There have been media reports regarding dispensation of Rs 2000 notes resembling a genuine note but bearing the legend “Children Bank of India” in place of “Reserve Bank of India” from Delhi, Meerut (Uttar Pradesh), Sitamarhi (Bihar) and a few other places.
The State Bank of India (SBI) has reported one such case from its ATM in Sangam Vihar, New Delhi, earlier. One person, working with the cash replenishment agency and responsible for placing the cash in ATMs, has been arrested.
The RBI has already issued instructions on “Detection and Impounding of Counterfeit Notes”. To keep a check on the circulation of fake currency, RBI has taken the following steps:
1. Incorporating new security features /new designs in the banknotes to stay ahead of the counterfeiters is an ongoing process. New security features were added to banknotes in all denominations during the year 2005-2006. Government of India, in consultation with RBI, has initiated the process for introduction of new security features in Indian banknotes.
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2. RBI regularly conducts training programmes on detection of counterfeit notes for employees / officers of banks and other organisations handling large amount of cash. RBI’s website provides information to the public on security features of banknotes. Posters on Know Your Banknotes are also displayed at bank branches. Regional Offices of RBI participate in various awareness programmes where the members of public are made aware of the features of Indian banknotes and ways to identify genuine Indian banknotes. Posters, leaflets, etc. are also distributed in such awareness programmes. The contents pertaining to awareness on Indian banknotes are available in www.paisaboltahai.rbi.org.in.
3. Instructions have been issued by RBI to banks that banknotes in denominations of Rs.100 and above should be re-issued by banks over their counters or through ATMs only if these banknotes are duly checked for authenticity/genuineness and fitness by machines. The banks should re-align their cash management in such a manner so as to ensure that cash receipts in denomination of Rs.100 and above are not put into re-circulation without the notes being machine processed for authenticity. A directive in this regard under Section 35A of Banking Regulation Act, 1949 has also been issued to all scheduled banks.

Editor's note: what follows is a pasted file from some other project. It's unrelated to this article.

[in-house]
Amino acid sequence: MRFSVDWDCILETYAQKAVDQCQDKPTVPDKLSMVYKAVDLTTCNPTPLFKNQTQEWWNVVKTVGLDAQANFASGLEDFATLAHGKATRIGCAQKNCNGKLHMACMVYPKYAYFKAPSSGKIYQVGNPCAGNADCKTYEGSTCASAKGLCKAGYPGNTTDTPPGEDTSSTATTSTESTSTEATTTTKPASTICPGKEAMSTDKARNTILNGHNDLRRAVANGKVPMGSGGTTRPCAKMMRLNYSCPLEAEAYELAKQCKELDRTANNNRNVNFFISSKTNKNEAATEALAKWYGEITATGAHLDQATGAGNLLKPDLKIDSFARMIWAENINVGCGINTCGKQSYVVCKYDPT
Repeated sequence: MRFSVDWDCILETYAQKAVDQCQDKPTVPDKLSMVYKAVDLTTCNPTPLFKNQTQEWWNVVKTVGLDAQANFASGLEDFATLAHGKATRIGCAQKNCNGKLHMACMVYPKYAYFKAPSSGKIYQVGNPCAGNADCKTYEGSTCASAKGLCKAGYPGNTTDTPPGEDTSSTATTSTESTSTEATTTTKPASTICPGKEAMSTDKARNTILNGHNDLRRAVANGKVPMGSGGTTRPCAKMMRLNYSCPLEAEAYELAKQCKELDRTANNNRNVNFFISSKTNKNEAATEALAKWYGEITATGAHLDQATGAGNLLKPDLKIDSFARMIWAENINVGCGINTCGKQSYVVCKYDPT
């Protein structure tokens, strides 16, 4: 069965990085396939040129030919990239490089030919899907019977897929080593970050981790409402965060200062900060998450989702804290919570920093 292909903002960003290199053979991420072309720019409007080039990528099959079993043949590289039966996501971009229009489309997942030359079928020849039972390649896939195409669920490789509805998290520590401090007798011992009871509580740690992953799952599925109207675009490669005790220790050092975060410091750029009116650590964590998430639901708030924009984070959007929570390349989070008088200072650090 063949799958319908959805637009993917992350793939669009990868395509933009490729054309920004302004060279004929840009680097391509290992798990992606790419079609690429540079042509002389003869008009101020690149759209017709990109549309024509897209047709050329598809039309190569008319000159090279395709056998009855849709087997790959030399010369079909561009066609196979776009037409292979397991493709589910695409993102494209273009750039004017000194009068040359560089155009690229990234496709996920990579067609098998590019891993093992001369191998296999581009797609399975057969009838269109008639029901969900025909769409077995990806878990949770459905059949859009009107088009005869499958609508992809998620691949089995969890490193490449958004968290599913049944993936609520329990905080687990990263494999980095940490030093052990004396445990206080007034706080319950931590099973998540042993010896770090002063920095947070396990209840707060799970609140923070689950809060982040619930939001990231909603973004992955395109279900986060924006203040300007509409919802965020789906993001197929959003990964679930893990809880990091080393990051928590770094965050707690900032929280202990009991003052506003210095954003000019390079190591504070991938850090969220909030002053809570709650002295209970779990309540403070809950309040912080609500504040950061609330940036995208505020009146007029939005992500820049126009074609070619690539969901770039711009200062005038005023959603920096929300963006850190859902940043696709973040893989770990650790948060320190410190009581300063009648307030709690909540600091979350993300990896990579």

In order to obviate complaints regarding receipt of counterfeit notes through ATMs and to curb circulation of counterfeit notes, it is imperative for banks to put in place adequate safeguards/checks before loading ATMs with notes. Dispensation of counterfeit notes through the ATMs would be construed as an attempt to circulate the counterfeit notes by the bank concerned. The responsibility of ensuring the quality and genuineness of cash loaded at White Label ATMs is that of Sponsor Bank.
4. The process of reporting and detection of counterfeit notes, by banks, has also been rationalized in order to safeguard the interests of common man, coming across such counterfeit notes unknowingly and bringing in improvement in reporting. Under the revised procedure, all cases of detection of counterfeit notes at the bank branches / treasuries are required to be promptly reported to Police Authorities in the following manner:
(i) For cases of detection of counterfeit notes upto 4 pieces, in a single transaction, a consolidated report as per the format prescribed should be sent to the police authorities at the end of the month.
(ii) For cases of detection of counterfeit notes of 5 or more pieces, in a single transaction, FIRs should be lodged with the Nodal Police Station / Police Authorities as per jurisdiction.
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5. In order to train bank staff engaged in cash handling on features of Indian banknotes, RBI has advised Indian Banks’ Association to ensure, in consultation with the banks, that all bank personnel handling cash are trained on features of genuine Indian bank notes with the objective to train all such personnel. RBI will also provide faculty support and training materials.
6. The banks have been advised by RBI that wherever counterfeit notes are detected but not impounded and reported, it will be construed as wilful involvement of the bank concerned in circulating counterfeit notes and may attract penal measures.
7. RBI has issued banknotes, in all denominations in Mahatma Gandhi Series – 2005, with a new numbering pattern. Now the numerals in both the number panels of these banknotes are in ascending size from left to right, while the first three alphanumeric characters (prefix) remain constant in size. Printing the numerals in ascending size is a visible security feature in the banknotes so that the general public can easily distinguish a counterfeit note from a genuine one.
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8. Government of India in consultation with RBI has withdrawn legal tender character of banknotes in the denomination of Rs.500 and Rs.1000 issued till November 8, 2016, inter alia, to reduce the incidence of fake Indian currency notes. RBI has issued Rs.500 and Rs.2000 denomination banknotes in Mahatma Gandhi (New) Series. Details of the same are displayed on the RBI website for the general public. A mobile app has also been launched for creating awareness among the members of public.
This was stated by Santosh Kumar Gangwar, Minister of State in the Ministry of Finance, in a written reply to a question in Lok Sabha.